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Planning system could be amended to support freight sector

Words: Laura Edgar
Freight and logistics - a supply chain warehouse in the East Midlands / Simon Annable, Shutterstock_1747419245

The government intends to publish a call for evidence by autumn as part of its works to better support the freight and logistics sector.

This was outlined in the Future of Freight Plan, a strategy for the government and industry to work closer together to deliver “a world-class, seamless flow of freight across the UK’s roads, railways, seas, skies and canals".

It is also part of the government’s plans to ‘level up’ across England.

The strategy includes a £7 million investment to boost the uptake of innovative new technology that will help to decarbonise and digitalise the sector. Investment aims to support wider economic growth by ensuring that businesses can operate efficiently, getting the goods they need on time and at a reasonable cost while safeguarding their jobs.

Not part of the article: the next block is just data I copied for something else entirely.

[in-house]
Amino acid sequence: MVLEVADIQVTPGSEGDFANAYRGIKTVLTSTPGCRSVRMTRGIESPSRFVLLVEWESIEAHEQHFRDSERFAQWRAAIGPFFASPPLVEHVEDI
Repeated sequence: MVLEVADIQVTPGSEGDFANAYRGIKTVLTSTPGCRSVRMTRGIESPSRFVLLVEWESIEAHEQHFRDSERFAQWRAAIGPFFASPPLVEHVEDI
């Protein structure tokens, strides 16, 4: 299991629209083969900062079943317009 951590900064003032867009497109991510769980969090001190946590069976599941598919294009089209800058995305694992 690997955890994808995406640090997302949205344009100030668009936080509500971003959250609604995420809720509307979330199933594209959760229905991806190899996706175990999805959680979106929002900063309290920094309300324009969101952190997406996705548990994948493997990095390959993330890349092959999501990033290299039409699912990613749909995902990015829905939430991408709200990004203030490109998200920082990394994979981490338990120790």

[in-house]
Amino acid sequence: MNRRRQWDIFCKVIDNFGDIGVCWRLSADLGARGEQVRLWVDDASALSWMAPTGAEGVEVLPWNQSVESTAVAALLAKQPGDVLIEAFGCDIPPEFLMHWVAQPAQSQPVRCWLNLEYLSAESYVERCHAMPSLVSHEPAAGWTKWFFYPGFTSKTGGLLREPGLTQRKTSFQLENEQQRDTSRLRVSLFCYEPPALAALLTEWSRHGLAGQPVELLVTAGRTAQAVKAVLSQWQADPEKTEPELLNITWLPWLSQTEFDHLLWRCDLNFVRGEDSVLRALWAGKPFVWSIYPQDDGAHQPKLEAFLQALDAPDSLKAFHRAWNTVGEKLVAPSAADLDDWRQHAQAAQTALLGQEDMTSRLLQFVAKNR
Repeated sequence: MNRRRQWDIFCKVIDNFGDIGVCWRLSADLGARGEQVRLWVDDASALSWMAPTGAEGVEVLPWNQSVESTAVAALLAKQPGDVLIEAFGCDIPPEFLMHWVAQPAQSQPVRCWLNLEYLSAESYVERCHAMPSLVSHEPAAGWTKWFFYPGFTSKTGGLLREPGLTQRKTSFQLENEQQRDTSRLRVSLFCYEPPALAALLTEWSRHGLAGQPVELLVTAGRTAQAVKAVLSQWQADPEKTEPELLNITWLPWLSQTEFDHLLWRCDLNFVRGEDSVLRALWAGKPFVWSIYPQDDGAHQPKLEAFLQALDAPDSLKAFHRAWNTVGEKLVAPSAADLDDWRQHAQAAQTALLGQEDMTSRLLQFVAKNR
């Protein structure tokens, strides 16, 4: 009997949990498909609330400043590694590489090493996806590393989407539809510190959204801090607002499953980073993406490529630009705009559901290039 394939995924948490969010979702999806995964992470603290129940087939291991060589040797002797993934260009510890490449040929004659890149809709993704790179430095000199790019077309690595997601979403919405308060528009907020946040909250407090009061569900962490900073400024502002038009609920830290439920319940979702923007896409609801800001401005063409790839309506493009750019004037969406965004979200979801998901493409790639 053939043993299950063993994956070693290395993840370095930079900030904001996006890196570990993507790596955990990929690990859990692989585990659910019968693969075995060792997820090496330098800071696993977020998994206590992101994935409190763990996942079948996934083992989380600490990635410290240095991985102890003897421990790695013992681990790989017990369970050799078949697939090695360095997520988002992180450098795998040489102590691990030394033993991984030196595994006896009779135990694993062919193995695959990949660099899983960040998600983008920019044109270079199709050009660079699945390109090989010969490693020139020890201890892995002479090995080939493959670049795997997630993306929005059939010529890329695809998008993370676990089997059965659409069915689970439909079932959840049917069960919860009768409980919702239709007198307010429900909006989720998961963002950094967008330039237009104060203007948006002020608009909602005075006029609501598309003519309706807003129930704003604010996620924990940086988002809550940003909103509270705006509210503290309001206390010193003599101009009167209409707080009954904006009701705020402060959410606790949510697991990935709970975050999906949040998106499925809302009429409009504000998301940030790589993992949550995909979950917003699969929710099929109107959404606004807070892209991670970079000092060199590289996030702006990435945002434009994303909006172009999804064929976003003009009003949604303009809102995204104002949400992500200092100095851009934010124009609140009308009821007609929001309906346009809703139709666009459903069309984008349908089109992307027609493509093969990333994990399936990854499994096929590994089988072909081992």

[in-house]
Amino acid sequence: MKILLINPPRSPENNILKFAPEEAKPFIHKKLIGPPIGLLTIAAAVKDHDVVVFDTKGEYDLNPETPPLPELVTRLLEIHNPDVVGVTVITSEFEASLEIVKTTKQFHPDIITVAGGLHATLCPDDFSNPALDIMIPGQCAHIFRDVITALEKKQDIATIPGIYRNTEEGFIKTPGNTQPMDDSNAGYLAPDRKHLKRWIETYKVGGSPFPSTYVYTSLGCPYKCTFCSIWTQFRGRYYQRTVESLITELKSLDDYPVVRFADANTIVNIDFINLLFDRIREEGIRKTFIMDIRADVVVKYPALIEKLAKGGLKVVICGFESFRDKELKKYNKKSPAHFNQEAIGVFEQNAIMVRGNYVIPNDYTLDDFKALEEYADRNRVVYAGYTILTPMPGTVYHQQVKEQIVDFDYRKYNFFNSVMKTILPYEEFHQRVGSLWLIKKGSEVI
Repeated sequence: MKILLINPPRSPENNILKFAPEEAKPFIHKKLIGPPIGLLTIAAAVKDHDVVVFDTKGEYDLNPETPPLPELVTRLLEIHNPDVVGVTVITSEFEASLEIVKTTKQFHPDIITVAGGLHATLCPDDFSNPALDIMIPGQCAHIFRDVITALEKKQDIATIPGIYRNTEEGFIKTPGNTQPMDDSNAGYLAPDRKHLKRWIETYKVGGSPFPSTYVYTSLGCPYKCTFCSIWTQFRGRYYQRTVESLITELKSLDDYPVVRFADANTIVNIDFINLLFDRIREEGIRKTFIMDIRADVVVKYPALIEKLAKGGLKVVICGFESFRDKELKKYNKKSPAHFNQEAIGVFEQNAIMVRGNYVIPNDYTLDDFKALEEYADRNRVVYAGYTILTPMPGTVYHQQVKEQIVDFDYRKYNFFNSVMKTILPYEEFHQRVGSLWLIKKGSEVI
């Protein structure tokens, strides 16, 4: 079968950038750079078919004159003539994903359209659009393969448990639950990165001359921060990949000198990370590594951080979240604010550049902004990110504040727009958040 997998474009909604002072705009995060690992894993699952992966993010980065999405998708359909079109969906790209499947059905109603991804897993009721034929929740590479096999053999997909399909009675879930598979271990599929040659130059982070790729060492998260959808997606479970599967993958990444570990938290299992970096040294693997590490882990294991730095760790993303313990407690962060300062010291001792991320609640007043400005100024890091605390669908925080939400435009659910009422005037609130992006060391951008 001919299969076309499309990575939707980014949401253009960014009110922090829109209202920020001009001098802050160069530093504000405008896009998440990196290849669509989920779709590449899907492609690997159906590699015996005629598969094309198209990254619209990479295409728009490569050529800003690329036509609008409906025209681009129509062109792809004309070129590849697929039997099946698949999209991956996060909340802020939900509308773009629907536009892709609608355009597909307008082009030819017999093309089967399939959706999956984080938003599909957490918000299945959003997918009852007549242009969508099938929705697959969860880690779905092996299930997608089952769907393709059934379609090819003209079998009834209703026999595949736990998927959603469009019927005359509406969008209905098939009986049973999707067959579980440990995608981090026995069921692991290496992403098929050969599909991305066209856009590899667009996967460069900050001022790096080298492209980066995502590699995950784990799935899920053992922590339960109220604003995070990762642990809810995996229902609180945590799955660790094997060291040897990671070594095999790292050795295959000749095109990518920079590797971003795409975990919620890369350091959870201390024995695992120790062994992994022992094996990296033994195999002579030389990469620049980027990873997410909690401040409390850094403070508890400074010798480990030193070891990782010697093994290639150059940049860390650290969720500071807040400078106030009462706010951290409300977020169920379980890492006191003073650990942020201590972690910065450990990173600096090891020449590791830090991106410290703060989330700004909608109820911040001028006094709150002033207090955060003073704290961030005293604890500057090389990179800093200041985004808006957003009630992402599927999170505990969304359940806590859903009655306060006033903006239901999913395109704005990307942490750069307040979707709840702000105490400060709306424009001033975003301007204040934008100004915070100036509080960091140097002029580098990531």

The Future of Freight Plan contains a section on planning, which explains that there is a disconnect between “an industry that is not equipped to properly engage with the planning process, and local planning authorities that are unable to understand the needs of a changing and innovative freight and logistics sector”. This means the process for promoters bringing forward schemes in the national interest face increased complexity and costs.

The strategy is clear that the planning system has a role in ensuring that the country has a freight and logistics sector that is economically efficient, reliable, resilient and environmentally sustainable.

The planning section outlines that across 19 key industrial and logistics markets in England, demand for space was higher than the supply of available land and floor space in each area. The planning system, the strategy states, “will be key to enabling the growth and innovation of the freight sector to better meet current and future challenges”.